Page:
Do you know all there is to know about Audio Rendering? Have you ever wonder what Dither really does?
It´s funny but we´re sure there are plenty of incredibly talented Producers and Engineers that are able to make great sounding music but doesn’t know the first thing about Dither. Unfortunately, there is a lot of misinformation out there on this matter. It’s much more difficult than it should be to figure out what Dither really is if you should use it, and why.
The truth is that there is nothing fun about the technicalities of digital audio, sample rates, bit rates, bit depth, file formats, truncating bits, zeros, ones and the rest of all those terms and definitions. But, as Audio Engineers and Music Producers we have a responsibility to learn all about any new technology and if there´s a chance we can improve the quality of our productions, we should go for it.
That´s why today, with Top Music Arts, we bring you a new article with all the details about a subject you all must have heard, and that is the Dithering.
In Ableton Live as in many other DAWs you may have encountered this kind of options before, we´re going to try and clarify all there is to know about Dither here, always with some tips and guides to help along the way, so you all can optimize your rendering options and work at the best quality you possibly can!
Before we start talking about Dither, we need to review some fundamentals of audio rendering like the following…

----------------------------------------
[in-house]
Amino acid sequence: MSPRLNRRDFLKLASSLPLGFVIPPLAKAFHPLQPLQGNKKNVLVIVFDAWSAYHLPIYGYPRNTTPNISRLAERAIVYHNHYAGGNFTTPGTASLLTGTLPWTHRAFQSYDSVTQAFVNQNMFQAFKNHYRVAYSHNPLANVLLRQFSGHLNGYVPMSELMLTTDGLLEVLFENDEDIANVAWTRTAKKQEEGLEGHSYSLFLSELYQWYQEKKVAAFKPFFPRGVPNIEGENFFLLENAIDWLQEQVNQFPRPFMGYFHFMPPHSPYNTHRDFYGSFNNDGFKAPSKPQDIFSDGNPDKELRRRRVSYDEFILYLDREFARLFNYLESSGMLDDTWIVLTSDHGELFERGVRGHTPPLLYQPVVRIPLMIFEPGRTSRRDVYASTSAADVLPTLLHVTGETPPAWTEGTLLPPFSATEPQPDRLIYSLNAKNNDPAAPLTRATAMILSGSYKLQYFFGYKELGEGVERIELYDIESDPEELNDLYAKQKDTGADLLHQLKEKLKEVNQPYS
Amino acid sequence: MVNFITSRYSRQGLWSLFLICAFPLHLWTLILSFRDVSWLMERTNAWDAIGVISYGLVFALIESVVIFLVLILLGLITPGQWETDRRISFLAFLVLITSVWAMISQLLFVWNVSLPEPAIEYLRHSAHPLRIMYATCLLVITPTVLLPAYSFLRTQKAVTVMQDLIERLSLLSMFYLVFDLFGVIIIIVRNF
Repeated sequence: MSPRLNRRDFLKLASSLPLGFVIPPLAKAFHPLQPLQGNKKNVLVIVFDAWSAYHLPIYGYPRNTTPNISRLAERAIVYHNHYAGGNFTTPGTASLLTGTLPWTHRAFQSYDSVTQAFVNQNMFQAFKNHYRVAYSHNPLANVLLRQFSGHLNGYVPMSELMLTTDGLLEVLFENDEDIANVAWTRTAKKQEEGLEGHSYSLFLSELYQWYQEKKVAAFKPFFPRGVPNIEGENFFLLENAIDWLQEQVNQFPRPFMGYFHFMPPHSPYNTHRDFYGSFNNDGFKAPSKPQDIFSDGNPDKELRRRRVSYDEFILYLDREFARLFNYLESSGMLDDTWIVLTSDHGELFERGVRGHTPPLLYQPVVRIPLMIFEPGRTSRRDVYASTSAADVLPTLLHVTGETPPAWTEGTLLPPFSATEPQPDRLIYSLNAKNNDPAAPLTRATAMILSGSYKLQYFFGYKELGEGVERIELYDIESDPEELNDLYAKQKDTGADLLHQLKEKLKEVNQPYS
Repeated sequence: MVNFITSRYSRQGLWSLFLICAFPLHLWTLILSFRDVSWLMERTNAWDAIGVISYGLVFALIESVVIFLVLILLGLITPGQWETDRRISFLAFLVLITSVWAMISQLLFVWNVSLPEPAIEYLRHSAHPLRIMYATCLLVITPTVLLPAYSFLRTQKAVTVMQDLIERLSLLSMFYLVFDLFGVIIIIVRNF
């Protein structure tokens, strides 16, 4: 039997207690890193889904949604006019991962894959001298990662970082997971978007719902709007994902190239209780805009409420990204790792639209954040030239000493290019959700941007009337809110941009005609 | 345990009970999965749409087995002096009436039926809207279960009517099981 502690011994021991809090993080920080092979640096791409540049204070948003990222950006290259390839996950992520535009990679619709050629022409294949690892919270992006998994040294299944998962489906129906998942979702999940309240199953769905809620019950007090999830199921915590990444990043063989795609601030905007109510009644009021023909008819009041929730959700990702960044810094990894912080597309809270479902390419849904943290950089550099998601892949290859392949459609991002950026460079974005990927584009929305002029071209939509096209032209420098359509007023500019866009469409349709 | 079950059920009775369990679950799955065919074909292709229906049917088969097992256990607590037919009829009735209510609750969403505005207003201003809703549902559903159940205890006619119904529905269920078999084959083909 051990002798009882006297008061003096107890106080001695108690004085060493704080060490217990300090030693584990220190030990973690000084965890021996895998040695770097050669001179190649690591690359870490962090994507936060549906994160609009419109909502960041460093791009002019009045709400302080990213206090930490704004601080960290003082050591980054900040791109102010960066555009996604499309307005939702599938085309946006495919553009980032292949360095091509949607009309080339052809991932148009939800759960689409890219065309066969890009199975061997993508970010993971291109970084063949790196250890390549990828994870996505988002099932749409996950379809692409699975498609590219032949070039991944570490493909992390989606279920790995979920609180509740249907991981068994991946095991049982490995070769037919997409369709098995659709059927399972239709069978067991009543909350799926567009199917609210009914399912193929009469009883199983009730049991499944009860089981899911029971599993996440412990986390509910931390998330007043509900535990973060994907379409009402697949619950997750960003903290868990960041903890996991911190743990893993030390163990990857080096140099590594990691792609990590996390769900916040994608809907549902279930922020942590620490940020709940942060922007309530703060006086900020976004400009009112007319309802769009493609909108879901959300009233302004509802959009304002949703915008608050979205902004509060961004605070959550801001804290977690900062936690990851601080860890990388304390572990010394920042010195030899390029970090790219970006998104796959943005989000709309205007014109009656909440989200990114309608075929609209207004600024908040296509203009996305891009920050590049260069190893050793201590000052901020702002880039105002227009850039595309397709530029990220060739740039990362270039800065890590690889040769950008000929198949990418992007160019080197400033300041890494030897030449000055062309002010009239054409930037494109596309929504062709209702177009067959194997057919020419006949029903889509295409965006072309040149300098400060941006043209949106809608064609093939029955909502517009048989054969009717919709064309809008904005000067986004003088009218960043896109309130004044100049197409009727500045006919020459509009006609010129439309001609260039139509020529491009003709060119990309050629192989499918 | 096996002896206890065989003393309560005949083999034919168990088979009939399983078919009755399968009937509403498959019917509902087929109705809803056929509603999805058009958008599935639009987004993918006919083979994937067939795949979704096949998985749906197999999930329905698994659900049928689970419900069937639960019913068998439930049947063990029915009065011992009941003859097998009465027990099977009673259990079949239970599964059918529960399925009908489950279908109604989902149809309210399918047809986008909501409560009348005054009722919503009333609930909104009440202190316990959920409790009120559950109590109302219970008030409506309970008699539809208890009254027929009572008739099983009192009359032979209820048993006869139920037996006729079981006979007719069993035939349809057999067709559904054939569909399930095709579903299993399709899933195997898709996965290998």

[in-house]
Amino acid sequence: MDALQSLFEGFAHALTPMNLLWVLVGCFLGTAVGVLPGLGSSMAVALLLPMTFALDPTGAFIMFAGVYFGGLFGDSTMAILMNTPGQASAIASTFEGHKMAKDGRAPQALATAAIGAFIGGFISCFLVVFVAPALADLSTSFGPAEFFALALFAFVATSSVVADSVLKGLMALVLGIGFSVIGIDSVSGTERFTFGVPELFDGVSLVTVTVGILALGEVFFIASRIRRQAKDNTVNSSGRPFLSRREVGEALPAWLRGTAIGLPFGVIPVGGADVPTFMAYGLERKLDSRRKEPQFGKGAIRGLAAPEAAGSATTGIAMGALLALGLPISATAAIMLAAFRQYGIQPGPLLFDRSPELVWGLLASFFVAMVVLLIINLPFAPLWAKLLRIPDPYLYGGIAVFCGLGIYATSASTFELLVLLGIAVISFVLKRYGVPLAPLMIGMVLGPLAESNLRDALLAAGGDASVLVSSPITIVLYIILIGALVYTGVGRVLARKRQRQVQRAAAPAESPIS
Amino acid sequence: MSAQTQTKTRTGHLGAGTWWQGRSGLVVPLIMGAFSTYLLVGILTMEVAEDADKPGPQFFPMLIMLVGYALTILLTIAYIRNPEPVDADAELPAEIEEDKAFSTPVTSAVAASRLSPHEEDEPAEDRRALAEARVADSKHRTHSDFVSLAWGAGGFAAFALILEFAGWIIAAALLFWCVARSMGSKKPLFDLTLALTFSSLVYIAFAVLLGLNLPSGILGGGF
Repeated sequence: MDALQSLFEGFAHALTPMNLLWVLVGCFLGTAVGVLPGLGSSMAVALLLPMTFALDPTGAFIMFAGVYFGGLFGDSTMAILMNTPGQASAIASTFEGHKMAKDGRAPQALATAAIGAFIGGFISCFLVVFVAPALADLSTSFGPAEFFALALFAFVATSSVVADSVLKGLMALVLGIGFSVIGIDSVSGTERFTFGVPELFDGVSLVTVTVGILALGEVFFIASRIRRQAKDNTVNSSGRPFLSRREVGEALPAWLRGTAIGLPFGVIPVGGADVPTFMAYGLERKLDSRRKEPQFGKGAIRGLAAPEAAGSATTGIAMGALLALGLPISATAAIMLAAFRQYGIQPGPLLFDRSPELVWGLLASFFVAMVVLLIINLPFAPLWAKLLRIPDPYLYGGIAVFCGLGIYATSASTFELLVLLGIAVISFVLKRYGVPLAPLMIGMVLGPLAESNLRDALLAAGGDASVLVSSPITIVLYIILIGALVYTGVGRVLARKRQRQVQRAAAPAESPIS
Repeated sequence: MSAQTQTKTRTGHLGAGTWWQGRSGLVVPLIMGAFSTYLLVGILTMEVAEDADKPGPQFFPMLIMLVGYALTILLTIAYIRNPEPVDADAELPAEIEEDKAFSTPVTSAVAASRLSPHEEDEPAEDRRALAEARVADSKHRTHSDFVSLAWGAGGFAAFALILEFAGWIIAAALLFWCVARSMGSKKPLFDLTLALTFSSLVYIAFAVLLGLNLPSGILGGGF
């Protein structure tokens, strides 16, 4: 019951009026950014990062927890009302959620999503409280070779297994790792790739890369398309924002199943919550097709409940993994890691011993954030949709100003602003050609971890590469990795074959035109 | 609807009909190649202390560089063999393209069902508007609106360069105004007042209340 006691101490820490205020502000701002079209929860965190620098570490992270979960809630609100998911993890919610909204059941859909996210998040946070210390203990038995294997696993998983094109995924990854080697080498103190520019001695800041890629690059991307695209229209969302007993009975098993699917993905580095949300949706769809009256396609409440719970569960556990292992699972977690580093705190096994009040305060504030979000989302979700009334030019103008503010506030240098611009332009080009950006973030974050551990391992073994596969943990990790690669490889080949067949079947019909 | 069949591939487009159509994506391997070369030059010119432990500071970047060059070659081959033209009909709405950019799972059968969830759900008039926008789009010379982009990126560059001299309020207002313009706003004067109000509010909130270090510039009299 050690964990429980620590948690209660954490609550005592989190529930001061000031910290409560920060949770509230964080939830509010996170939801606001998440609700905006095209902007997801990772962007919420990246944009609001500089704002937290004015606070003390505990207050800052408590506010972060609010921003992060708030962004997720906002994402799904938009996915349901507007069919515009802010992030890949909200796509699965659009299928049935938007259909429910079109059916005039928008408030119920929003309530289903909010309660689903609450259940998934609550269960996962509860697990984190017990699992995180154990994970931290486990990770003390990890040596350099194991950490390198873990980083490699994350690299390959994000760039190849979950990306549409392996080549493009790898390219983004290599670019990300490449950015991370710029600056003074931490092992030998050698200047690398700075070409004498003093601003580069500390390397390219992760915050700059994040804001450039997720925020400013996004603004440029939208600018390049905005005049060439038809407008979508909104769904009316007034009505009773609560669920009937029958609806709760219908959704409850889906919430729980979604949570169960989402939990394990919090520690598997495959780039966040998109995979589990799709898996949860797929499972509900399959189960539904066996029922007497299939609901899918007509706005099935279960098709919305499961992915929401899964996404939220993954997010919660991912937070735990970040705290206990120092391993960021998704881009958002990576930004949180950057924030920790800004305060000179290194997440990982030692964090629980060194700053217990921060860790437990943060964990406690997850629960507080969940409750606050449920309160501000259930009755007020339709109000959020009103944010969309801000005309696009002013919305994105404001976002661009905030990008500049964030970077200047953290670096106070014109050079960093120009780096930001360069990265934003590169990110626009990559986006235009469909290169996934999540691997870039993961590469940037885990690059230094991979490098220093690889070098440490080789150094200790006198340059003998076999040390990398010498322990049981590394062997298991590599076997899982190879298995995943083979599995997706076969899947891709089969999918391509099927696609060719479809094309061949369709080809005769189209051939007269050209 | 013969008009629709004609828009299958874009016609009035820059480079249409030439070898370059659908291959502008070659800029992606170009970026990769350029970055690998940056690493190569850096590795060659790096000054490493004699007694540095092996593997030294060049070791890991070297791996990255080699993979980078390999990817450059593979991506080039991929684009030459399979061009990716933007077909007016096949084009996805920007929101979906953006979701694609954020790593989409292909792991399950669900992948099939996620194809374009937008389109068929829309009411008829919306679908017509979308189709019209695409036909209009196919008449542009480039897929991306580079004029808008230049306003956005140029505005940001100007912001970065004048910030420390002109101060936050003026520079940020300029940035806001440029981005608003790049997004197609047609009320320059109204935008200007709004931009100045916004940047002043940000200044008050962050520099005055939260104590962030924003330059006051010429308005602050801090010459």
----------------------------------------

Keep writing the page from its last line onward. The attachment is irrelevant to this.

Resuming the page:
It´s the number of times the audio is sampled per second. For example, CD audio has a sample rate of 44100 Hz. This means that the audio is sampled 44100 times every second.
The sample rate is measured in Hertz, and that is a unit of frequency describing Cycles Per Second.
The Standard CD audio quality we are all used to uses a sample rate of 44.1 kHz (k means times 1000).
Sampling Rates range from 8000 Hz (very low quality) up to 192000 Hz (very hi quality). The disadvantage of working with very high sample rates is that they deliver some very large files, so you should consider that before working with all of your projects in the maximum sample rate. Maybe try choosing something like 48kHz, which is a higher quality that is the most usual.
In digital audio, a value describes the resolution of the sound data that is captured and stored in an audio file. This attribute is what we call Bit depth.